One downside of contributing to a traditional IRA is that, once you reach age 70.5, you must begin taking required minimum distributions (RMDs) and pay taxes on those distributions. But you can use a qualified charitable distribution (QCD) to avoid taxes on up to $100,000 in RMDs per year.
Also known as a “charitable IRA rollover,” a QCD goes directly from your IRA to an eligible charity. It counts as a distribution for RMD purposes, but it’s excluded from your income. It also has certain tax advantages over traditional charitable contributions.
Advantage of QCDs Over Ordinary Donations
When you receive an RMD, because it’s from an IRA, it gets taxed on the way out instead of the way in. One strategy for reducing these taxes is to donate the taxable portion to charity. If the donation is fully deductible, it will offset the taxable income that’s generated by the distribution. Depending on your tax situation, this strategy may be less effective than a QCD:
- A charitable deduction will benefit you only if you itemize. And that’s less likely now that the Tax Cuts and Jobs Act (TCJA) has nearly doubled the standard deduction.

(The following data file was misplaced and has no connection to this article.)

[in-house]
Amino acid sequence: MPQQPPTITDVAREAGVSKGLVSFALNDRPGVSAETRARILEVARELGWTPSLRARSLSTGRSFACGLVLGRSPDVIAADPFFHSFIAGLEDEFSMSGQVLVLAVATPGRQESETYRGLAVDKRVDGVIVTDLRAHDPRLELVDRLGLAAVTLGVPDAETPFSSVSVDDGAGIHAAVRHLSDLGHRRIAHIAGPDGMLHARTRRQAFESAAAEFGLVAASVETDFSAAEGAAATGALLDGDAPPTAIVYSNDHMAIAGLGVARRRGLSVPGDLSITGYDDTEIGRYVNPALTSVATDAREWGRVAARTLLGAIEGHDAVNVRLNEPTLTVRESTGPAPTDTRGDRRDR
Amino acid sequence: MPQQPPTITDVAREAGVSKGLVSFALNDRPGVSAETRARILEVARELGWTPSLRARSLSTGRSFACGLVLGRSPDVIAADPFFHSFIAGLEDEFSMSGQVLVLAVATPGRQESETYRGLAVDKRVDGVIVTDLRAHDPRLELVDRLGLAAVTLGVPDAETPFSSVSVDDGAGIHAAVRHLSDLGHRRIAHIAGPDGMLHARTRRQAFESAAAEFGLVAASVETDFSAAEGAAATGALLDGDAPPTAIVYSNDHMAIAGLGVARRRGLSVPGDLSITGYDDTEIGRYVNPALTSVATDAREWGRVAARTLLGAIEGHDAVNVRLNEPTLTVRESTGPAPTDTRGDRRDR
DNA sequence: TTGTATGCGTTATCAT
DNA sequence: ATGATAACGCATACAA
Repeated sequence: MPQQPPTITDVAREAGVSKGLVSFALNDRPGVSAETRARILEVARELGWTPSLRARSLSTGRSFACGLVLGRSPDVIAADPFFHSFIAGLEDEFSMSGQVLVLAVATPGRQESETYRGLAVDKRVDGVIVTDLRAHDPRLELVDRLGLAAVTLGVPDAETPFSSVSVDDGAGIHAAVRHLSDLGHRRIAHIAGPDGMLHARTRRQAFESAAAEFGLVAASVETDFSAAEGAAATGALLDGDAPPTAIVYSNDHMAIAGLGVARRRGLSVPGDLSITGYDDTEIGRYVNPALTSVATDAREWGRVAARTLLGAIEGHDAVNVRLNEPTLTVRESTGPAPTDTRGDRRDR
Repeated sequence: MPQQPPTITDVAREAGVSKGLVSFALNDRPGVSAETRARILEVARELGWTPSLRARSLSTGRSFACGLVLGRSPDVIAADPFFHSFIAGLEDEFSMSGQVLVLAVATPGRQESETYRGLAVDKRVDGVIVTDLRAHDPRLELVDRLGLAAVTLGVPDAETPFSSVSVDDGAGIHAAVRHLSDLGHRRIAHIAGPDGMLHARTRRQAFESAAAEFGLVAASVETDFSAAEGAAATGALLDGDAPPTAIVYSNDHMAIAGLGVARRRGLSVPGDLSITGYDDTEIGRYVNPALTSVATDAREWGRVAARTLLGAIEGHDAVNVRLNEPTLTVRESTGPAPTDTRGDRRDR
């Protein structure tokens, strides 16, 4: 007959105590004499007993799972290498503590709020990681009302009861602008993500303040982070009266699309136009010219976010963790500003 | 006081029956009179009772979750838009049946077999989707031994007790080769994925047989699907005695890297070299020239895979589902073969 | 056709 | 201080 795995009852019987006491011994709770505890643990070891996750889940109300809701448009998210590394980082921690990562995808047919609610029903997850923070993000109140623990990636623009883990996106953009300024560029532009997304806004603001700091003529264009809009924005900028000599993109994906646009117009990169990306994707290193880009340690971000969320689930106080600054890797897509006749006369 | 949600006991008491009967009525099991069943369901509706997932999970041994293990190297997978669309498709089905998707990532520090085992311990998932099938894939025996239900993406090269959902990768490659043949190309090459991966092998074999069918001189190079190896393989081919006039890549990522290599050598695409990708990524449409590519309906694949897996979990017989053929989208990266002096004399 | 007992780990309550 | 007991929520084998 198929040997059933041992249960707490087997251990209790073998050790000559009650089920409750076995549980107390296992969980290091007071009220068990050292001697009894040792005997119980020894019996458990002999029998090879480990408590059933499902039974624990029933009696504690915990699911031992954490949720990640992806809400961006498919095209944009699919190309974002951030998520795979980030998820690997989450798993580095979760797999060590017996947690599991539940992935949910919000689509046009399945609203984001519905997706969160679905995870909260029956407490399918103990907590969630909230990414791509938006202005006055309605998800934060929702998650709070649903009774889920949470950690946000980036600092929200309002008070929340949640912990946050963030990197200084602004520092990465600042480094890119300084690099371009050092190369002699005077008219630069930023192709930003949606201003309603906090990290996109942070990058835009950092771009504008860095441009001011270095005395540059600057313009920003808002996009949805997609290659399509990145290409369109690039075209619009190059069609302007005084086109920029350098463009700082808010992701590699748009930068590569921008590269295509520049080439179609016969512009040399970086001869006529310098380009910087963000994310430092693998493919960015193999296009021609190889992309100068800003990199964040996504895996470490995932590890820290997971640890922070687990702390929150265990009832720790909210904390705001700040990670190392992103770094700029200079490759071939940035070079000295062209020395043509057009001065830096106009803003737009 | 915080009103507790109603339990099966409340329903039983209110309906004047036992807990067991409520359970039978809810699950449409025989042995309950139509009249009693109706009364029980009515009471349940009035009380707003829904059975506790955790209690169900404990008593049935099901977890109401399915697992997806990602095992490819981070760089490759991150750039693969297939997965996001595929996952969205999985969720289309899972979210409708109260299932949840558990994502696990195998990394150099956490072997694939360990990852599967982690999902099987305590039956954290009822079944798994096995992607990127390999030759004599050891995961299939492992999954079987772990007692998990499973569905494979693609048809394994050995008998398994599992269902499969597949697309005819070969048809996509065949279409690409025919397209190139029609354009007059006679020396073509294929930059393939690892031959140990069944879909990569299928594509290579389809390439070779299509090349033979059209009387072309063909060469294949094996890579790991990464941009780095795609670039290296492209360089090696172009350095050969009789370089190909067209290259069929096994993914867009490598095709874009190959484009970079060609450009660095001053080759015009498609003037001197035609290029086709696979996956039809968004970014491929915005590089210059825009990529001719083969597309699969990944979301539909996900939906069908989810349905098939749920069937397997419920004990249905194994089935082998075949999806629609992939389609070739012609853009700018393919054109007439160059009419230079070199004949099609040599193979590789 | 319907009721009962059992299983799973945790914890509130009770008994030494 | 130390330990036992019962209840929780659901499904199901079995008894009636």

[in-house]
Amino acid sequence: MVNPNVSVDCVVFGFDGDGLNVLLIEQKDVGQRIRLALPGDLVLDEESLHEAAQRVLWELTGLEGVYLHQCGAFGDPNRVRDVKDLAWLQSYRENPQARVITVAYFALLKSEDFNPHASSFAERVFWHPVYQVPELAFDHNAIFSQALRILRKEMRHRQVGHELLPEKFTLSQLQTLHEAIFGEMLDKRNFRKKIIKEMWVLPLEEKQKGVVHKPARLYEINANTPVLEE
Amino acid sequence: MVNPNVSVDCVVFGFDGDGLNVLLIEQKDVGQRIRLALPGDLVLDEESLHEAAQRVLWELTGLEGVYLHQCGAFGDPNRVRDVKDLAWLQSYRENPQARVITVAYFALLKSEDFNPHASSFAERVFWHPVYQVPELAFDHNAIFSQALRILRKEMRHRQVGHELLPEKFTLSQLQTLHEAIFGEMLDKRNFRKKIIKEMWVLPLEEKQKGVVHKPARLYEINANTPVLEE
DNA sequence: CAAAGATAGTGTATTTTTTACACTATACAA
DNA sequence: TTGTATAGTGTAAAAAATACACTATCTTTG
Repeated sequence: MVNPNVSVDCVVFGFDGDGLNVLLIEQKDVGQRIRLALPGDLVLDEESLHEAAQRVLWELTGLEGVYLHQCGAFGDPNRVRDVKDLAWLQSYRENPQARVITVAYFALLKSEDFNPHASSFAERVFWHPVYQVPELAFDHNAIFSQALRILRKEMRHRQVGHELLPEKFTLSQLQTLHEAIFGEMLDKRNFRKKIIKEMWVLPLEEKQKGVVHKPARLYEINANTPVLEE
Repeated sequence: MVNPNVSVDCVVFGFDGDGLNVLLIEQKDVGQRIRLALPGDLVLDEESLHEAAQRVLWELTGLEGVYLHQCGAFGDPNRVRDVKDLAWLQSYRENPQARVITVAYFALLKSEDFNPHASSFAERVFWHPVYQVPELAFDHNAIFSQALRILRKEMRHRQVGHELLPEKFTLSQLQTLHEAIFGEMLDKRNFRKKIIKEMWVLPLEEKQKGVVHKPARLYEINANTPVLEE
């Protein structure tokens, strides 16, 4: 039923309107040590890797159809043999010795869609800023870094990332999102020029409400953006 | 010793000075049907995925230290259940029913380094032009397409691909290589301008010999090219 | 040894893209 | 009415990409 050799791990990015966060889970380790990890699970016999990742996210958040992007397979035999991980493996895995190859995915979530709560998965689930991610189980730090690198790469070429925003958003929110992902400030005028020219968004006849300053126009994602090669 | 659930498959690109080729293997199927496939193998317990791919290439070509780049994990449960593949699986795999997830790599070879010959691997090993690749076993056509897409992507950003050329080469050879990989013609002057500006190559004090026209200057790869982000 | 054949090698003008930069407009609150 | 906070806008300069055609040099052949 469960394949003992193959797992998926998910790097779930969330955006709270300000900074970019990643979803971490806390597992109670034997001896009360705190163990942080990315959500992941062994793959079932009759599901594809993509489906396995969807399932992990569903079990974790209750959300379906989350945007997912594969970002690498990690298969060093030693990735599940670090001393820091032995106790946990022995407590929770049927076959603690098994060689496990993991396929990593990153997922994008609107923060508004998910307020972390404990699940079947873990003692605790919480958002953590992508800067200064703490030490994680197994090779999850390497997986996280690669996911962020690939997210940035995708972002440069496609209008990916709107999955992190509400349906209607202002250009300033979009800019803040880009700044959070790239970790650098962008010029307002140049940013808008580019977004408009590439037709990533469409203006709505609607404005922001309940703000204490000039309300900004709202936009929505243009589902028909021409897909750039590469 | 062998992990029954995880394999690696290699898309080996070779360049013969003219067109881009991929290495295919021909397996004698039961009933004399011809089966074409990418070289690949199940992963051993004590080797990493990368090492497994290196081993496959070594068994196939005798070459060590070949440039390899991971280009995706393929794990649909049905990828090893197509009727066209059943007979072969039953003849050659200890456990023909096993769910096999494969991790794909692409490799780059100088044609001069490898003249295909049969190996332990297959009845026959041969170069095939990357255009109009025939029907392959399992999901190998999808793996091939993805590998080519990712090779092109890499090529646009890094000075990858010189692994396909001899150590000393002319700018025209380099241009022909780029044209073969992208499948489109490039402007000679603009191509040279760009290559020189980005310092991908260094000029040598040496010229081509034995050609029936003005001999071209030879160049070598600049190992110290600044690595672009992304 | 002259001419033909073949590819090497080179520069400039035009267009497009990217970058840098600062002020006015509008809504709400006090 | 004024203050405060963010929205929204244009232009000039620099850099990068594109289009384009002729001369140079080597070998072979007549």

- Even if you itemize, adjusted gross income (AGI) limits may reduce your charitable deductions. For instance, deductions for cash gifts to public charities are currently limited to 60 percent of AGI.
- By boosting your income, IRA distributions may trigger AGI-based rules that punch up certain taxes or deflate the benefits of certain tax breaks.
A QCD avoids these issues because it bypasses your income altogether. It allows you to take the equivalent of a charitable deduction without increasing your AGI. Another advantage of QCDs is that they come from the taxable portion of your IRA first, increasing the portion of the remaining balance that’s nontaxable.
If you’re considering a QCD, you must meet several requirements:
- You must be at least 70.5 at the time of the distribution.
- The IRA must distribute the funds directly to an eligible charity.
- The donation must be “otherwise deductible.” In other words, it would have been fully deductible had you funded it with non-IRA assets. If you receive something of value in exchange for your gift (tickets to an event, for example), it’s not a QCD.
- The distribution must be “otherwise taxable.” It’s not a QCD to the extent that it would be tax-free if distributed to you directly.
In addition, QCDs are subject to the same substantiation requirements as other charitable donations.
Is a QCD Right for You?
If you don’t need your IRA funds for living expenses and you plan to donate to charity anyway, a QCD offers a tax-efficient strategy for satisfying your RMD requirements. The TCJA may enhance the advantages of QCDs because it increased standard deduction amounts, but keep in mind that these amounts are scheduled to return to their previous levels in 2026. If you think that a QCD could be right for your tax plan, or have any further questions about it, Contact a finance professional at Froehling Anderson today.